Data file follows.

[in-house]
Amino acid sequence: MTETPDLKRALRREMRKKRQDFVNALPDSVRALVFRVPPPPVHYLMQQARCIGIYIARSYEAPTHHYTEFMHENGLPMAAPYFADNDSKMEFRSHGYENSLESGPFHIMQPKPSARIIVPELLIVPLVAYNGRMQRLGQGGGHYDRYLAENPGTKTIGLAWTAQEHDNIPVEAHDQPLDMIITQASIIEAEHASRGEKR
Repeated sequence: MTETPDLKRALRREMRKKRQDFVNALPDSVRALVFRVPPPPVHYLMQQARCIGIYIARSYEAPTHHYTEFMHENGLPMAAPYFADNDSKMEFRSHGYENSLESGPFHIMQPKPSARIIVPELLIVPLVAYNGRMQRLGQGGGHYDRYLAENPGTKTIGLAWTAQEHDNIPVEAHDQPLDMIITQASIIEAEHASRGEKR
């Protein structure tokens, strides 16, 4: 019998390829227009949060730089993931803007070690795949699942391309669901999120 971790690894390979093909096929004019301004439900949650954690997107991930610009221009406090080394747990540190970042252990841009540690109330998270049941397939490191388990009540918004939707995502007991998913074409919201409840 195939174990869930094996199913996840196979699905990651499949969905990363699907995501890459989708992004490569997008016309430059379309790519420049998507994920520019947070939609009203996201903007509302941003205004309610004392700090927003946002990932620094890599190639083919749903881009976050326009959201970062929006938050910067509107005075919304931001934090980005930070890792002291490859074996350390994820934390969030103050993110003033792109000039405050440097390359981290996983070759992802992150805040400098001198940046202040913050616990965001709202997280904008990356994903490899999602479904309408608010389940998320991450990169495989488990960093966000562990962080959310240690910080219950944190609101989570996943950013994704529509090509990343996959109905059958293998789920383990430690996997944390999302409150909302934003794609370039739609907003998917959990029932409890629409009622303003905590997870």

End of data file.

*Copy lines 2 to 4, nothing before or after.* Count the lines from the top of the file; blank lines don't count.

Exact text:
Amino acid sequence: MTETPDLKRALRREMRKKRQDFVNALPDSVRALVFRVPPPPVHYLMQQARCIGIYIARSYEAPTHHYTEFMHENGLPMAAPYFADNDSKMEFRSHGYENSLESGPFHIMQPKPSARIIVPELLIVPLVAYNGRMQRLGQGGGHYDRYLAENPGTKTIGLAWTAQEHDNIPVEAHDQPLDMIITQASIIEAEHASRGEKR
Repeated sequence: MTETPDLKRALRREMRKKRQDFVNALPDSVRALVFRVPPPPVHYLMQQARCIGIYIARSYEAPTHHYTEFMHENGLPMAAPYFADNDSKMEFRSHGYENSLESGPFHIMQPKPSARIIVPELLIVPLVAYNGRMQRLGQGGGHYDRYLAENPGTKTIGLAWTAQEHDNIPVEAHDQPLDMIITQASIIEAEHASRGEKR
């Protein structure tokens, strides 16, 4: 019998390829227009949060730089993931803007070690795949699942391309669901999120 971790690894390979093909096929004019301004439900949650954690997107991930610009221009406090080394747990540190970042252990841009540690109330998270049941397939490191388990009540918004939707995502007991998913074409919201409840 195939174990869930094996199913996840196979699905990651499949969905990363699907995501890459989708992004490569997008016309430059379309790519420049998507994920520019947070939609009203996201903007509302941003205004309610004392700090927003946002990932620094890599190639083919749903881009976050326009959201970062929006938050910067509107005075919304931001934090980005930070890792002291490859074996350390994820934390969030103050993110003033792109000039405050440097390359981290996983070759992802992150805040400098001198940046202040913050616990965001709202997280904008990356994903490899999602479904309408608010389940998320991450990169495989488990960093966000562990962080959310240690910080219950944190609101989570996943950013994704529509090509990343996959109905059958293998789920383990430690996997944390999302409150909302934003794609370039739609907003998917959990029932409890629409009622303003905590997870």